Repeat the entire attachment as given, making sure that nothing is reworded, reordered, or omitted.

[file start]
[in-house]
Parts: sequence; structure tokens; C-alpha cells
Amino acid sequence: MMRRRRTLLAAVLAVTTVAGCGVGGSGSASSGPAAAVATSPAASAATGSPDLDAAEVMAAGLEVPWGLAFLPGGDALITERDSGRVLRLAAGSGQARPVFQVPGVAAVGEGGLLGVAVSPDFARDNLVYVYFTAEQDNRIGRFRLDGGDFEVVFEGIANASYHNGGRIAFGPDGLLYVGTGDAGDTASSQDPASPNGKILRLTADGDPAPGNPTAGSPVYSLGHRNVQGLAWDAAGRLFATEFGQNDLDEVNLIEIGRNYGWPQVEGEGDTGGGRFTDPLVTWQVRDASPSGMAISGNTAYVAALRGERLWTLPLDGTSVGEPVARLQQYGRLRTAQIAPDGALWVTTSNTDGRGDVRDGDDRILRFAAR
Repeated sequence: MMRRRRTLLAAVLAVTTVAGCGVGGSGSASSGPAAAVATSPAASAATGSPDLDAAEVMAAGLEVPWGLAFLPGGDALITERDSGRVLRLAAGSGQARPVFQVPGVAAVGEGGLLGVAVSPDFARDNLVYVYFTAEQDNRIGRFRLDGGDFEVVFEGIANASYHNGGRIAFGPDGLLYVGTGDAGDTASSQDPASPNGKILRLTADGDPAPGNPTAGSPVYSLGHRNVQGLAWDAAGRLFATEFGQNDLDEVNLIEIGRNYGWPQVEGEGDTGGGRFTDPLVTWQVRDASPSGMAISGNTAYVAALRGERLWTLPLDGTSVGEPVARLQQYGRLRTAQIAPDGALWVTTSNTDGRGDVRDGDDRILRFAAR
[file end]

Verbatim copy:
[in-house]
Parts: sequence; structure tokens; C-alpha cells
Amino acid sequence: MMRRRRTLLAAVLAVTTVAGCGVGGSGSASSGPAAAVATSPAASAATGSPDLDAAEVMAAGLEVPWGLAFLPGGDALITERDSGRVLRLAAGSGQARPVFQVPGVAAVGEGGLLGVAVSPDFARDNLVYVYFTAEQDNRIGRFRLDGGDFEVVFEGIANASYHNGGRIAFGPDGLLYVGTGDAGDTASSQDPASPNGKILRLTADGDPAPGNPTAGSPVYSLGHRNVQGLAWDAAGRLFATEFGQNDLDEVNLIEIGRNYGWPQVEGEGDTGGGRFTDPLVTWQVRDASPSGMAISGNTAYVAALRGERLWTLPLDGTSVGEPVARLQQYGRLRTAQIAPDGALWVTTSNTDGRGDVRDGDDRILRFAAR
Repeated sequence: MMRRRRTLLAAVLAVTTVAGCGVGGSGSASSGPAAAVATSPAASAATGSPDLDAAEVMAAGLEVPWGLAFLPGGDALITERDSGRVLRLAAGSGQARPVFQVPGVAAVGEGGLLGVAVSPDFARDNLVYVYFTAEQDNRIGRFRLDGGDFEVVFEGIANASYHNGGRIAFGPDGLLYVGTGDAGDTASSQDPASPNGKILRLTADGDPAPGNPTAGSPVYSLGHRNVQGLAWDAAGRLFATEFGQNDLDEVNLIEIGRNYGWPQVEGEGDTGGGRFTDPLVTWQVRDASPSGMAISGNTAYVAALRGERLWTLPLDGTSVGEPVARLQQYGRLRTAQIAPDGALWVTTSNTDGRGDVRDGDDRILRFAAR